This clip may sound like it's straight from Jerry Springer, but it took place on a Florida school bus. 42-year-old James Jones, who is out of jail on bond, boarded the bus and started ranting and threatening to kill the child passengers. This after his daughter, who has cerebral palsy, told him classmates at her Greenwood Lakes Middle School were harassing her.
The kids weren't just calling Jones' daughter names -- they put an open condom on her head, smacked her on the back of her head, twisted her ear, and shouted rude comments to her. A deputy's report claims Jones complained to the school, but nothing was done, and that although there were two adults on the bus to supervise the kids, but they didn't speak English. Jones has since apologized, saying, "My daughter is not going to be hazed and beat up. I am very sorry."
According to psychologist and bullying expert Susan Lipkins, it never works to take matters into your own hands. "What really happens is it backfires and it's worse for the child. There was the bus driver, there were the other people on the bus and the school system, and you really have to use those formats in order to get something done. You really have to protect the child and teach them how to not be a victim; the second thing is not even to put them on the bus if it's an unsafe place, and third is to make enough noise that it goes up the chain of command to the superintendent or whoever in charge to say, ‘Hey -- my child is being harassed or hurt and this is violent behavior that cannot exist in the school behavior,’" she told The Today Show.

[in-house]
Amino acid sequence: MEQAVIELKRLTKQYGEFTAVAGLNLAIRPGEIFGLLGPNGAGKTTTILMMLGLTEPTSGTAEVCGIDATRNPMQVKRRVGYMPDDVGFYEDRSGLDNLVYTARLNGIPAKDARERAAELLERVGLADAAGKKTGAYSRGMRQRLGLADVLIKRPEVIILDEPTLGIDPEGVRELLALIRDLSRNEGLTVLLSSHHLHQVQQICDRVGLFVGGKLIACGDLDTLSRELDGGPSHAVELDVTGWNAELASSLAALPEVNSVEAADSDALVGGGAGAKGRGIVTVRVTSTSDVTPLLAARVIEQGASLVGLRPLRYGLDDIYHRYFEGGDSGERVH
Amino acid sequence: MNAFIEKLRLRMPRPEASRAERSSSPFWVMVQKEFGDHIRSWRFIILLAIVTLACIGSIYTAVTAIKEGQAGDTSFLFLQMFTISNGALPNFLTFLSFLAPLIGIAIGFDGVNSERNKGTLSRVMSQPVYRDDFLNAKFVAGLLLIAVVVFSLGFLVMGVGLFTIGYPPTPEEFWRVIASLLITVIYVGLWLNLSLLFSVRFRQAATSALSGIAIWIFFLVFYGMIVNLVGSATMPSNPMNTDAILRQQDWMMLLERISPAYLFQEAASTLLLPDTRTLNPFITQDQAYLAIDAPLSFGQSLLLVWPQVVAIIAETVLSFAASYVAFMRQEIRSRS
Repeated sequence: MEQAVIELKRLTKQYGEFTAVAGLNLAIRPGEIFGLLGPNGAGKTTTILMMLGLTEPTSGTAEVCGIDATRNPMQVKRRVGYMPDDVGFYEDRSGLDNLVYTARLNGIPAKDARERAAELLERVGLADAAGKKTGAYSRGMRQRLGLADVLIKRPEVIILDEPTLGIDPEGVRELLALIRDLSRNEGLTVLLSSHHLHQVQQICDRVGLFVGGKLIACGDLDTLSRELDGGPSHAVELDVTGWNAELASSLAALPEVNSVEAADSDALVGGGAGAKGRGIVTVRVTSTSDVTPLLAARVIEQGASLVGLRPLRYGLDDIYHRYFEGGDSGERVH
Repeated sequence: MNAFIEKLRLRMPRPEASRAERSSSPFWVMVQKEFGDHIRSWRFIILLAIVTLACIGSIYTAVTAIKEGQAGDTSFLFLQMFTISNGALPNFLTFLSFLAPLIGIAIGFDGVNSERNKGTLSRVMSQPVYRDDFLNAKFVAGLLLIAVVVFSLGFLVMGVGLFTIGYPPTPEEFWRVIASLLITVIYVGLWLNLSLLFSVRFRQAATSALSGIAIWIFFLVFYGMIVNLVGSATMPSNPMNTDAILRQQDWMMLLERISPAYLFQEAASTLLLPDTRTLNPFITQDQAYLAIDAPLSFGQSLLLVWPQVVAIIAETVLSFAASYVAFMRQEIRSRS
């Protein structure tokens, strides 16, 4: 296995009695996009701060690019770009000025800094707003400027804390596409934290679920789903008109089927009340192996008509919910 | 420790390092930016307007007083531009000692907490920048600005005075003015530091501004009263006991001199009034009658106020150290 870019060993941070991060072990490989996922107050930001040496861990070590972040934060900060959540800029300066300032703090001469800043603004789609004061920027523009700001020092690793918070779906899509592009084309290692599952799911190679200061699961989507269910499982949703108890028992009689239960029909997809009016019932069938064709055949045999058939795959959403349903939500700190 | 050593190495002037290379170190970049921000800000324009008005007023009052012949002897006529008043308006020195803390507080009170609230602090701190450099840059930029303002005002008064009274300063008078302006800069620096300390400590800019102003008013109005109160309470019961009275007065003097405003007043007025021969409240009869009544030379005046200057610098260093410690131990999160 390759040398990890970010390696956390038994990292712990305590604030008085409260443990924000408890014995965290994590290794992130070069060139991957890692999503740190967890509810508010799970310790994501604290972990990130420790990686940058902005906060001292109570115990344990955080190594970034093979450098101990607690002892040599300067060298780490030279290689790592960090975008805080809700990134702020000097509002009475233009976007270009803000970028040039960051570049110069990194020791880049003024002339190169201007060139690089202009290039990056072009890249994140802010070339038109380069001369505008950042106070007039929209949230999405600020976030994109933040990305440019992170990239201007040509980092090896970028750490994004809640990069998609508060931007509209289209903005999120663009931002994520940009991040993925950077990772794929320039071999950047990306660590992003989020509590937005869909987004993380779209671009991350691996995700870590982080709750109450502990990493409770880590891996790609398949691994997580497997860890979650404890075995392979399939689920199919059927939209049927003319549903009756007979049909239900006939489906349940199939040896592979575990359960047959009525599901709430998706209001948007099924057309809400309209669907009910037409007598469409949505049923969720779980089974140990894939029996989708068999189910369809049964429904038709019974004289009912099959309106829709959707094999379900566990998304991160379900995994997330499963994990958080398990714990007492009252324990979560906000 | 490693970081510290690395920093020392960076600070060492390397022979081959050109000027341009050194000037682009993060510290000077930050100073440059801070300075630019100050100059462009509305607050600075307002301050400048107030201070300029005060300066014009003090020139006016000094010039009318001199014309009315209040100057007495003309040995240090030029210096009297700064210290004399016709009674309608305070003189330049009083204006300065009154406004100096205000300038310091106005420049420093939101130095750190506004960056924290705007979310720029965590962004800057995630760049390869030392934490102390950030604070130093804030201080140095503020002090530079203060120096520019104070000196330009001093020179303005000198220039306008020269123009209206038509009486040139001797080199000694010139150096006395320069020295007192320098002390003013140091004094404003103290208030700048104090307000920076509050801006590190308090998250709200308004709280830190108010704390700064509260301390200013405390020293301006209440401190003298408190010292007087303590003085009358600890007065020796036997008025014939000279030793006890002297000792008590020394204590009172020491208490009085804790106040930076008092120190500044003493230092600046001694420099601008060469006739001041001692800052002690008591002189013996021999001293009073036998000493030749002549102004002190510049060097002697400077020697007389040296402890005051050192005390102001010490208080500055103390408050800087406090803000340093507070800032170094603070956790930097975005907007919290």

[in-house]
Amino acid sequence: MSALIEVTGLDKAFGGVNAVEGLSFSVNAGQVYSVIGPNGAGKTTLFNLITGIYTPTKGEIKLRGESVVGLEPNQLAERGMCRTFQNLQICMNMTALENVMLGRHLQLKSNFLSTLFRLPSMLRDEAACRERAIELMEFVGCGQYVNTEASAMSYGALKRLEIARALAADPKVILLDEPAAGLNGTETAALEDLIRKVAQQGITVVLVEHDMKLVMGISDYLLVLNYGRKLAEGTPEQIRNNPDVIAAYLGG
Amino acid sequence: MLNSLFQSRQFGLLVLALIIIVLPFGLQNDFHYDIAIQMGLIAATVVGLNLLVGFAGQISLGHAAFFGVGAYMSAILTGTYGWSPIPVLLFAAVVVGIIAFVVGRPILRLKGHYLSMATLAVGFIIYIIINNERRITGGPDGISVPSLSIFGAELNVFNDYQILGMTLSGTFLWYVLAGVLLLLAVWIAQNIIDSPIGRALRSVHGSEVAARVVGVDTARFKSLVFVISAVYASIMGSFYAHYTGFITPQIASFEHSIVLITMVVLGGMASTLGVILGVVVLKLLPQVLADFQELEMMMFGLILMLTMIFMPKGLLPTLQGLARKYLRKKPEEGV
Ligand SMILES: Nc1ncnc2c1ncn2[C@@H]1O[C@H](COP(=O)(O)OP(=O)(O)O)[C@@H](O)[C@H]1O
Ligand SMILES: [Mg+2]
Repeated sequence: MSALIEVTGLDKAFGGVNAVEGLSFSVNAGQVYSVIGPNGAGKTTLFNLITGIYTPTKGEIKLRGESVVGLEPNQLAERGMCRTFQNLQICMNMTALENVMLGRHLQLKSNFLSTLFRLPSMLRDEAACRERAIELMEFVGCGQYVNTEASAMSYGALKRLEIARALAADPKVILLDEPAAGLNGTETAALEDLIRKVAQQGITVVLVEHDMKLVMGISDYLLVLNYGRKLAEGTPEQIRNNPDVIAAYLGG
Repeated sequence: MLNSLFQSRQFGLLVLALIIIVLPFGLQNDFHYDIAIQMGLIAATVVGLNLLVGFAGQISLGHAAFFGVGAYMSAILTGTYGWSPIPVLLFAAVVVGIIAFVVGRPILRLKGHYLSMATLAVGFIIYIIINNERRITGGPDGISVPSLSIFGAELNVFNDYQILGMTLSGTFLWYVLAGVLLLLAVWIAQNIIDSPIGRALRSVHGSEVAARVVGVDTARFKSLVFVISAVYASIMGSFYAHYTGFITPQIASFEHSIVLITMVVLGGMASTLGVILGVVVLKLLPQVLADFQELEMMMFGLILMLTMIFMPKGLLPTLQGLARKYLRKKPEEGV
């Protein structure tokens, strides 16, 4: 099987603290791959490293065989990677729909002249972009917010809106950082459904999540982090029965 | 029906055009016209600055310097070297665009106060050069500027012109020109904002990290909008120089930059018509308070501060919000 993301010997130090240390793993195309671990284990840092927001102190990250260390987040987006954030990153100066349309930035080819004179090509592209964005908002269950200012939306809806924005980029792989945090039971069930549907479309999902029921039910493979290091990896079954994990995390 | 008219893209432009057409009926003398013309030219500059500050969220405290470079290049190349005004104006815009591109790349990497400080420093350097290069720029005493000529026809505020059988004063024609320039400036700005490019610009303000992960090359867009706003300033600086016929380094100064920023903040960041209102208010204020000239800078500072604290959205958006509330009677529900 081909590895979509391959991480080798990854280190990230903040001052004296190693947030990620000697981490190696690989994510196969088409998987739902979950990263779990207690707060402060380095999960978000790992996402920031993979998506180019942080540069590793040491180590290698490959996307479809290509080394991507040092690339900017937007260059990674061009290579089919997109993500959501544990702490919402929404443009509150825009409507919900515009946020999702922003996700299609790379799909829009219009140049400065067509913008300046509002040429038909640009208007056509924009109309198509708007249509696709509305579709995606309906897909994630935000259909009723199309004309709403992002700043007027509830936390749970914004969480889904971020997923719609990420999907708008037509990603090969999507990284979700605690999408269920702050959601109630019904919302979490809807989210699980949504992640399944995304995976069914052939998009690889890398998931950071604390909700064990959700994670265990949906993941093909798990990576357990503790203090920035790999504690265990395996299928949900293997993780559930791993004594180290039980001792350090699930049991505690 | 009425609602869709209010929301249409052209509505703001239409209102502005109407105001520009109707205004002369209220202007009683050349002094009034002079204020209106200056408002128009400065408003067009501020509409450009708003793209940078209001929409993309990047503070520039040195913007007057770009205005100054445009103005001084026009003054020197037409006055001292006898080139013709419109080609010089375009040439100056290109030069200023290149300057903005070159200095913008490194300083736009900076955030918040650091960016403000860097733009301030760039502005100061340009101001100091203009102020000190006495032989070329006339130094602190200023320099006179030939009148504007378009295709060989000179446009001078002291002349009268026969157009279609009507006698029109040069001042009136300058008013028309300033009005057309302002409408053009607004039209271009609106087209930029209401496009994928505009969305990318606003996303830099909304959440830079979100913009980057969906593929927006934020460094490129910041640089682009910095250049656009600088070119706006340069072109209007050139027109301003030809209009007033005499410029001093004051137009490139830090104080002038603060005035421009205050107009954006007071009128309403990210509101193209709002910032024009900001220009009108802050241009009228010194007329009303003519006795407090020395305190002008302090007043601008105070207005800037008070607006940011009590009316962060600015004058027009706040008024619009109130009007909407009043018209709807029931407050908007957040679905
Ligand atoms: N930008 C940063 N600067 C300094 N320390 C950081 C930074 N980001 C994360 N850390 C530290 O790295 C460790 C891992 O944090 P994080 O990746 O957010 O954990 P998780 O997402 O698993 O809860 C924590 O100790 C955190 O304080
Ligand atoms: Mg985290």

We’d love to hear what you think. What’s worse: letting bullying continue, or losing your cool (in a major way) with the bullies themselves? Have you even tried to go through the proper channel to prevent bullying and been stymied?